Academic Year 2012-2013
Or Bassok earned his JSD and LL.M degrees from Yale Law School where has was a Fulbright scholar and a Robina Foundation Visiting Human Rights Fellow (2011-12). His recent articles examine the relations between the sociological legitimacy of the American Supreme Court and its normative legitimacy; originalism as a method of esoteric writing; the effects of media coverage on the legitimacy of national high courts and American constitutional identity. Before coming to Yale and after completing his law degrees at the Hebrew University, Bassok served as a defense attorney in the Israeli Defense Forces where he defended soldiers before military courts and the Israeli Supreme Court. His last case before the Israeli Supreme Court dealt with the evidentiary meaning of defendant’s failure to testify in trial (Milstein v. Chief Military Prosecutor).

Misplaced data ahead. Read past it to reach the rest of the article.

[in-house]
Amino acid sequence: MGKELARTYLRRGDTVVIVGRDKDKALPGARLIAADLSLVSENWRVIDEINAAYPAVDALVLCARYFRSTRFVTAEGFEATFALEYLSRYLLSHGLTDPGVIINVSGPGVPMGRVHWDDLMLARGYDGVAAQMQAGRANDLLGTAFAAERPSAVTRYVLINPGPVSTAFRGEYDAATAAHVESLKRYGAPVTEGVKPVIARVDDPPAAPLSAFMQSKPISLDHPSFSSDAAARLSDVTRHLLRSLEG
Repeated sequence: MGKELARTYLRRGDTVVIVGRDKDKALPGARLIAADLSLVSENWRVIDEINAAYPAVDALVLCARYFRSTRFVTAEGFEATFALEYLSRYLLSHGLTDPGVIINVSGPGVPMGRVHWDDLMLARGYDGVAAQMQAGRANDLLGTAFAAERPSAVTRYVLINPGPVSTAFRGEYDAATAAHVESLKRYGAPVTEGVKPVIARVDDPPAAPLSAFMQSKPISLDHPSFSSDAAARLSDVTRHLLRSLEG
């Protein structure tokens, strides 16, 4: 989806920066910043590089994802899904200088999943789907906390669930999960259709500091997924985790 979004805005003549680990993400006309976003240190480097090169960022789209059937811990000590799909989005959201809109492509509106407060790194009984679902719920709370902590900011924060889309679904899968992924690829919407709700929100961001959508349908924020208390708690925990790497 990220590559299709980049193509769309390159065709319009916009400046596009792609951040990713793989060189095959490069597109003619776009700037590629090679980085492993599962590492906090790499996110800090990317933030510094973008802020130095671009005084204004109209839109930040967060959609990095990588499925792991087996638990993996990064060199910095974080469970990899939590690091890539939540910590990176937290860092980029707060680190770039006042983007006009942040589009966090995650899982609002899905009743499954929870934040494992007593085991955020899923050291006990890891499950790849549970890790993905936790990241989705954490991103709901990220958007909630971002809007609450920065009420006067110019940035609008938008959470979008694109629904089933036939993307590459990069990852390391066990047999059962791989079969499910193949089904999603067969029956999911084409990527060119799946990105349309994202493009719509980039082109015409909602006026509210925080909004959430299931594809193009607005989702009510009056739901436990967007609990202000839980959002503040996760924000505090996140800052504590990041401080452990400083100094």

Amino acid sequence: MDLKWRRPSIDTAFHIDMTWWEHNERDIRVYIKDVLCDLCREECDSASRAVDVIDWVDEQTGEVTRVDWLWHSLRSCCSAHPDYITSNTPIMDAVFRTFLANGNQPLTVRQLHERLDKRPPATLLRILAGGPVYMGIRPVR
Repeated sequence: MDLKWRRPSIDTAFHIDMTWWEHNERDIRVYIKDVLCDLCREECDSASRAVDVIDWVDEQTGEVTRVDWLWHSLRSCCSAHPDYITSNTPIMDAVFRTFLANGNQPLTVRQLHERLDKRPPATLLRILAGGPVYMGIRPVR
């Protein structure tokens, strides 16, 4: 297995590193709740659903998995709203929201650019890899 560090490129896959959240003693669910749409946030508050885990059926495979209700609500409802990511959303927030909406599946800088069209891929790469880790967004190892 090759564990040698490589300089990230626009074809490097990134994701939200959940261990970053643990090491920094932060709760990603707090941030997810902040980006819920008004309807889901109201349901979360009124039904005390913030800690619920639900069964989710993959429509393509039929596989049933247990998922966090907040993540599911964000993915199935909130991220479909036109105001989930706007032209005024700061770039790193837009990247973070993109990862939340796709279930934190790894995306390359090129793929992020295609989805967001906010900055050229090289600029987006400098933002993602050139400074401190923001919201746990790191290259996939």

Israel as a Jewish and Democratic State:
Toward its Constitutional Identity
Establishing national identity based on a constitutional document opens the way to a more inclusive basis of identity than traditional options such as ethnicity. Yet, the idea of constitutional identity, as the basis of national identity, presents challenges both in terms justice and in terms of the nation’s cohesion and viability. My research will examine these questions in the context of Israel’s constitutional identity as a Jewish and democratic state, an identity that is now anchored in its Basic Laws. I will also examine the role of the different players – Knesset, government, the Supreme Court and the public – in giving content to such an identity.